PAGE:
Press Release

Energy Intelligence Outlines Oil Market Risks From US IRAN Sanctions

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US President Donald Trump’s decision today to withdraw from the Iran nuclear deal will remove about 700,000 barrels per day of Iranian oil supply from world markets, according to Energy Intelligence modeling.

By withdrawing from the Iran nuclear deal, President Donald Trump opted for an aggressive rollout of sanctions accompanied by clear Treasury guidance for implementation. The decision is consistent with Energy Intelligence’s “Bold Approach” scenario, under modeling prepared in advance through extensive conversations with upstream and trading contacts.

The Bold Approach scenario sees Iranian exports cut by about 540,000 b/d in the fourth quarter of 2018 and 690,000 b/d by mid-2019. It assumes the Trump administration aggressively enforces the sanctions’ requirement for “significant reductions” of Iranian oil imports above and beyond the Obama administration’s 20% target, and that major companies comply with guidance. It assumes that Europe and other countries eventually put in place blocking regulation, but that this does not show an impact until 2019.

In moves consistent with this scenario, Trump revoked all sanctions waivers simultaneously, including those that did not expire until July. Treasury guidance also gave a 180-day wind-down period, during which countries will be under pressure to negotiate and implement “significant reductions” to receive sanctions exemptions.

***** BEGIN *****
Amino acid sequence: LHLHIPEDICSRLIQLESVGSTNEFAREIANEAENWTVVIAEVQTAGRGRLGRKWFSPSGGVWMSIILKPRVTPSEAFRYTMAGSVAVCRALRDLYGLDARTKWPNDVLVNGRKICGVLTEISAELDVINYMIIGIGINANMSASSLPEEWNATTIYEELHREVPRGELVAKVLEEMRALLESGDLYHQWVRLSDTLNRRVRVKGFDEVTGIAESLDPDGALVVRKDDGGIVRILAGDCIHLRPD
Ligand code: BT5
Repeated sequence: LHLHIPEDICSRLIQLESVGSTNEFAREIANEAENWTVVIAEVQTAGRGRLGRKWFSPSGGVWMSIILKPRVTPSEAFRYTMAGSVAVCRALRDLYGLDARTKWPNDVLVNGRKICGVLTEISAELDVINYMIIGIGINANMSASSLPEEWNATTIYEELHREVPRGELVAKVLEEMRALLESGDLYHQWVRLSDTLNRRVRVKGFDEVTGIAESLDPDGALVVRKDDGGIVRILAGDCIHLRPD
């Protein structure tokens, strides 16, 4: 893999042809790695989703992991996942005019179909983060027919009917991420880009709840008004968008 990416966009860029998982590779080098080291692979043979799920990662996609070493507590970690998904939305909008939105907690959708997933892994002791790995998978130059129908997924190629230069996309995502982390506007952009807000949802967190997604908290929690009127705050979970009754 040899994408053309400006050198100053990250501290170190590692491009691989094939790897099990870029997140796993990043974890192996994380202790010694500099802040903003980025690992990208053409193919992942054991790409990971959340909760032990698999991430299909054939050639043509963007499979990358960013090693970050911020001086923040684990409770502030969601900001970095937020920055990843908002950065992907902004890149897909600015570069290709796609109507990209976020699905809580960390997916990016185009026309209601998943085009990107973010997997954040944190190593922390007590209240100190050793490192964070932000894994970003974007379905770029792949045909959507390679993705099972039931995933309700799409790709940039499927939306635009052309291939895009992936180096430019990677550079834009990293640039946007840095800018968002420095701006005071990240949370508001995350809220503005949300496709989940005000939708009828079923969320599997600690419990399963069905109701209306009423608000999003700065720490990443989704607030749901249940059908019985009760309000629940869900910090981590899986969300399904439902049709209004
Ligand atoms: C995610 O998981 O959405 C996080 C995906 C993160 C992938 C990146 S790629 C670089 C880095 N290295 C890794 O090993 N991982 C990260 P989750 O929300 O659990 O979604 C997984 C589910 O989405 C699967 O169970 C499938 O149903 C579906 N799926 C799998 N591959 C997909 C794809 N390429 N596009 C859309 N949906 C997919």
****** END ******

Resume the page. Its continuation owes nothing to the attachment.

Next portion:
“While it is likely to take six months for sanctions to come into force, some buyers are expected to cut earlier in order to comply with US sanctions,” says T.J. Conway, Manager with Energy Intelligence’s Research & Advisory division in Washington, D.C. “A major disruption by late 2018 would be clearly bullish, with tighter markets amplifying the impact.”

Energy Intelligence also concluded that new sanctions will have a limited impact on Iran’s upstream development, mainly because most Western companies have already been deterred by the threat of remaining or potential US sanctions. We believe Iran could still deliver 300,000 b/d of its planned 700,000 b/d capacity addition by 2021, from current levels of 4 million b/d, helped by its long experience with operating under sanctions.

Energy Intelligence is the leading independent provider of news, unbiased analysis and reliable data and research for the global energy industry.


Note to Editors: For more details on Energy Intelligence’s Iran sanctions scenarios, please contact:

T.J. Conway
Manager, Research & Advisory, Energy Intelligence
+1 (202) 662-0702 |

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